Power company Powergen is putting up its gas prices by 24.4% and electricity prices by 18.4%.
The price rise will add £107 to the annual average gas bill
The price increases, from 10 March, will affect about six million customers in the UK.
Powergen is the latest power supplier to announce big price increases in response to the rising wholesale price of gas.
The firm says that the wholesale price of gas has now gone up by 70% since January last year.
Powergen says the increases will add £107 to its average annual gas bill and £56 to its average annual electricity bill.
A company spokesman, Nick Horler, said: "We shielded our customers from the impact of these costs for as long as possible."
Biggest rise yet
Powergen is owned by the German power company E.ON.
Its decision follows similar increases from British Gas, EDF Energy, Scottish Power, Scottish & Southern and Npower.
RECENT ENERGY INCREASES
Powergen: 24% gas, 18% electricity
British Gas: 22% gas, 22% electricity
Scottish & Southern: 14% gas, 12% electricity
Npower: 15% gas, 14% electricity
EDF Energy: 15% gas, 5% electricity
Scottish Power: 15% gas, 8% electricity
However, the increase in its gas charge is the single largest price yet to be imposed by a power utility in the UK.
It comes after Powergen put up its domestic gas prices last September, when they rose by 12% alongside a 7% rise for electricity customers.
Today's increase means that since January 2004, Powergen has imposed five price rises on its gas customers and four on its electricity customers.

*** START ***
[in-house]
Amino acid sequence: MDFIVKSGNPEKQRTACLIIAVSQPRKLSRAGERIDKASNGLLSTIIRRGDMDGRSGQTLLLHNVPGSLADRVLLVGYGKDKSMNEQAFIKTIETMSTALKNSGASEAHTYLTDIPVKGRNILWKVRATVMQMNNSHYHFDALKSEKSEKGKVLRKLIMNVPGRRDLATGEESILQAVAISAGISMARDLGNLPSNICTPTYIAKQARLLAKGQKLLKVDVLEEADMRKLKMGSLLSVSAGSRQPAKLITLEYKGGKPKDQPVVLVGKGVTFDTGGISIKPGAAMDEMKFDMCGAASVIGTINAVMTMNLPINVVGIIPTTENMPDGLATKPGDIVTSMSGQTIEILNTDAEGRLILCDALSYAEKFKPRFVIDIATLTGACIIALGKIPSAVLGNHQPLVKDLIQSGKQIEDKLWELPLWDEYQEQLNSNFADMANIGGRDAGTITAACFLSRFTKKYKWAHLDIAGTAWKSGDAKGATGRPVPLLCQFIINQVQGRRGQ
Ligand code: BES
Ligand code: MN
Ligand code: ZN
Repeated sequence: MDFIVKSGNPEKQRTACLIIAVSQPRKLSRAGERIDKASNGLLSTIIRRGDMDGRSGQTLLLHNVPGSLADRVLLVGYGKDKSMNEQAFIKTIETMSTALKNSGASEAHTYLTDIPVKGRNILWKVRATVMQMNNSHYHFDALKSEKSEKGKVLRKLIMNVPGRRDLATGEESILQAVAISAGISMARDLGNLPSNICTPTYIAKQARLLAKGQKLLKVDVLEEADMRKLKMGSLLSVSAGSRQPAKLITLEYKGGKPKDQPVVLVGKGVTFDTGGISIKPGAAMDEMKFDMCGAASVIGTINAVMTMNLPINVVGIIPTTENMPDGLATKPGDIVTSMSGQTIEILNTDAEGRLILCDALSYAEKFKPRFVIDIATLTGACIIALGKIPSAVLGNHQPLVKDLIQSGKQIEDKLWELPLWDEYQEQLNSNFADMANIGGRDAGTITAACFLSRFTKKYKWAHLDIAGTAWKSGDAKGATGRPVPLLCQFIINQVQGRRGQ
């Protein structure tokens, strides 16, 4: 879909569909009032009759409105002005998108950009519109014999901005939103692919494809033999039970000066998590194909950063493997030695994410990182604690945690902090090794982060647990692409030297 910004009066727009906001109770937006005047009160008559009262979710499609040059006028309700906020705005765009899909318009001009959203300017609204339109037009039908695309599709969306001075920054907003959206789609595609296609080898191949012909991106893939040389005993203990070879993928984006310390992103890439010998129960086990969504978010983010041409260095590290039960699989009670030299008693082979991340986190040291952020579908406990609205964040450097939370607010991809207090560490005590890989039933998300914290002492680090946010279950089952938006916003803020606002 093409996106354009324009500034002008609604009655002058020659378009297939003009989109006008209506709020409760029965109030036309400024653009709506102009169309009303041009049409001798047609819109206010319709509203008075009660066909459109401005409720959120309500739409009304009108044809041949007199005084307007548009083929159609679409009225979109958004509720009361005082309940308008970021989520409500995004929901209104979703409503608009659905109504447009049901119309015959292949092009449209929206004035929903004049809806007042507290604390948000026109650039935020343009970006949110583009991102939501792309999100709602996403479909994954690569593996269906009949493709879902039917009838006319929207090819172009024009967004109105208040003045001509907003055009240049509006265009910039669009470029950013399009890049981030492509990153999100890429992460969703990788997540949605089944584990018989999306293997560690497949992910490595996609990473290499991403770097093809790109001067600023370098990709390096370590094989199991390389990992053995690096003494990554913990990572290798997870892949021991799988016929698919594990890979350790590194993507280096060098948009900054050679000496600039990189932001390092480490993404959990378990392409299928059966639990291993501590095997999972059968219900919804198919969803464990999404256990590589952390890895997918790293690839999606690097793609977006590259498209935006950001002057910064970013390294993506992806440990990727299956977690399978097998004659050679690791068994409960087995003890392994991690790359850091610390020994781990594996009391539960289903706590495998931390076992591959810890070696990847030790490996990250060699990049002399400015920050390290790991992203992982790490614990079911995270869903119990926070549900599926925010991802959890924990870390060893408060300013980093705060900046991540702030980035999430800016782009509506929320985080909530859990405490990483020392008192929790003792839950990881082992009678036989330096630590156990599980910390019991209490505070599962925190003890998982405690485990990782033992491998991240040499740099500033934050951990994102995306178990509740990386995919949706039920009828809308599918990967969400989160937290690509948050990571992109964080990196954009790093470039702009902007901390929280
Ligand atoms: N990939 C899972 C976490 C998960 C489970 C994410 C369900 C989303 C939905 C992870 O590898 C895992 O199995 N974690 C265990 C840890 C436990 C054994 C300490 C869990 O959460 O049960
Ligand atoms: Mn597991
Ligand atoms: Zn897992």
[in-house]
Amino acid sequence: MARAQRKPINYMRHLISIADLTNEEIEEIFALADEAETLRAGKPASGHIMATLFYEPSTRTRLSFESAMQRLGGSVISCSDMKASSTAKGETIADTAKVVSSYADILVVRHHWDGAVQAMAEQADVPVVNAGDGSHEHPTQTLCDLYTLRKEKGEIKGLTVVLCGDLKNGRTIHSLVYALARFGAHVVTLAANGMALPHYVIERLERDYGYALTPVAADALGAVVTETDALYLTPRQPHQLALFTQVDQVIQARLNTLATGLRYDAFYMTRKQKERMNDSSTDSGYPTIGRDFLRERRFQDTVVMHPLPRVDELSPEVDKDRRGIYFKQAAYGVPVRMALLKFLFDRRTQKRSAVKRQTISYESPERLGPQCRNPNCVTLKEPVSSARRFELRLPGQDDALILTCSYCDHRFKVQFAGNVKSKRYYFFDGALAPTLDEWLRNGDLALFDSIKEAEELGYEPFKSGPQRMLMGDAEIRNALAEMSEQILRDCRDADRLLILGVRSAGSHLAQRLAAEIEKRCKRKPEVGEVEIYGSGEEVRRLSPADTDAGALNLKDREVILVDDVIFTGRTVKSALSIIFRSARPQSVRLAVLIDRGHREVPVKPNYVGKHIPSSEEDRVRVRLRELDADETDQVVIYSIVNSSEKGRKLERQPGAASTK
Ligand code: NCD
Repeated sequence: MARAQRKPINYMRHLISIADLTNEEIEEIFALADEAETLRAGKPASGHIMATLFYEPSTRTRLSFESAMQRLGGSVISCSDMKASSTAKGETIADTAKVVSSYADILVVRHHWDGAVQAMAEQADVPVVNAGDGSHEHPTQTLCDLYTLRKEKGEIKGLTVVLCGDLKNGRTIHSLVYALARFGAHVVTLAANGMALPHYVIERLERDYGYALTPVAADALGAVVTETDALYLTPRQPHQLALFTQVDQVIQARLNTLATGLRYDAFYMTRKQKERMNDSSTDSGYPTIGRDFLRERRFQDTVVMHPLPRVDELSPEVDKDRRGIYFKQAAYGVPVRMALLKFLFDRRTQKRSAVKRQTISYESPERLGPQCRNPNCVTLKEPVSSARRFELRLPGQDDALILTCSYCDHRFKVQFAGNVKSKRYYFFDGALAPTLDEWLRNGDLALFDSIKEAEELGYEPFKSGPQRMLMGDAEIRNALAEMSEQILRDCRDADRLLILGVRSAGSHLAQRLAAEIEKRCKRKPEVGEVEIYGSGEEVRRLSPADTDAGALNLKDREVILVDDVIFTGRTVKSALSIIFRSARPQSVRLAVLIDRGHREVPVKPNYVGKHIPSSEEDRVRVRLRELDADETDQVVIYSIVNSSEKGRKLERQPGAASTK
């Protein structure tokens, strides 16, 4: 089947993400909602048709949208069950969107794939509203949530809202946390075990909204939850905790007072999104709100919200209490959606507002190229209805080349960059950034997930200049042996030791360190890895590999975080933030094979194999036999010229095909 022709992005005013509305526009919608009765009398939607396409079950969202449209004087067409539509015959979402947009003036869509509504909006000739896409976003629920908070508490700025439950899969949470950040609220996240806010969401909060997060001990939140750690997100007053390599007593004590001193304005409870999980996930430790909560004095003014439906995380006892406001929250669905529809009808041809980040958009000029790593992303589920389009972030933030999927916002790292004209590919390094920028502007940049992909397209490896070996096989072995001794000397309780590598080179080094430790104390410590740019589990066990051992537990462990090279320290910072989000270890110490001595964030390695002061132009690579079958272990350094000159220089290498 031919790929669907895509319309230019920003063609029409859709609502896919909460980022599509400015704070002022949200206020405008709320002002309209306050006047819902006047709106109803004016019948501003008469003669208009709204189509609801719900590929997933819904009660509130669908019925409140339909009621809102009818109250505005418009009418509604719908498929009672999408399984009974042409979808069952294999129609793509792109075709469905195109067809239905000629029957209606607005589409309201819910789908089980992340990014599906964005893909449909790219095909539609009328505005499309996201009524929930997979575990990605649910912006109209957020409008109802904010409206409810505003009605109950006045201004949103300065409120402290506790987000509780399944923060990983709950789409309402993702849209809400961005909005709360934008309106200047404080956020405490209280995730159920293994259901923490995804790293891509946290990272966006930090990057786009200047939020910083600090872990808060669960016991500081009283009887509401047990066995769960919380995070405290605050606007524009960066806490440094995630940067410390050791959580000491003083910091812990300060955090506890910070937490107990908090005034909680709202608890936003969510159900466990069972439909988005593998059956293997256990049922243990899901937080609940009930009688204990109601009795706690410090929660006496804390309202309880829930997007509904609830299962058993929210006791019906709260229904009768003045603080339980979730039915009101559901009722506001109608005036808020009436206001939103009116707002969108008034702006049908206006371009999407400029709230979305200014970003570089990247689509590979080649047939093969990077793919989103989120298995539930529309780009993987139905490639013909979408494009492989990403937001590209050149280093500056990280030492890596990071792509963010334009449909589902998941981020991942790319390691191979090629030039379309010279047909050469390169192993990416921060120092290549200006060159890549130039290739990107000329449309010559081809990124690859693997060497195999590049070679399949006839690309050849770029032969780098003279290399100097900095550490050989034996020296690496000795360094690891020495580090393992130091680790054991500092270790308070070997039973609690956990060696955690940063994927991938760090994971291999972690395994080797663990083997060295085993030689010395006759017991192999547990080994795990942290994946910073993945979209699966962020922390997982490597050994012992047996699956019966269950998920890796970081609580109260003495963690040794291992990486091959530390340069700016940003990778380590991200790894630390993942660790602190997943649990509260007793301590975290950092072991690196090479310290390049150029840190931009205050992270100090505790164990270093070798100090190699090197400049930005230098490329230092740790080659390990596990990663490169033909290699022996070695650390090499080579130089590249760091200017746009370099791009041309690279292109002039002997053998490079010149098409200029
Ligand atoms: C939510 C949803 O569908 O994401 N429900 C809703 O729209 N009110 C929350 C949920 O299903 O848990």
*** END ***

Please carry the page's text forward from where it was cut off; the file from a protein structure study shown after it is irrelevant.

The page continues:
Consumer watchdog Energywatch described Powergen's price hike as "appalling" and "further proof that the market is not delivering price protection for Britain's energy users."
And according to the regulator Ofgem, the average power bill across all suppliers in the UK - before taking today's Powergen increase into consideration - was £495 for gas and £327 for electricity, assuming that the bills were paid quarterly by cheque.
An Ofgem spokesman repeated its advice that millions of customers could still save money by switching suppliers: "Customers should switch and save, there are still savings to be made if you are prepared to shop around."
The European Commission, following complaints from Ofgem, is investigating why wholesale energy prices in the UK have risen so steeply.
It recently concluded that one factor was that big energy suppliers on the European mainland, many of which are national monopolies or semi-monopolies, have been holding back supplies of gas, thus driving up prices.
The EU competition authorities are now investigating individual companies to see what they have been up to and why.
The significance of the behaviour of European gas suppliers is that in the last couple of years, the UK has become a net importer of gas, as the country's own supplies from the North Sea have dwindled faster than originally expected.
The price of gas imported from Europe has also been driven higher by the rising cost of oil because on the continent, contracts for the supply of wholesale gas have traditionally been linked to oil prices.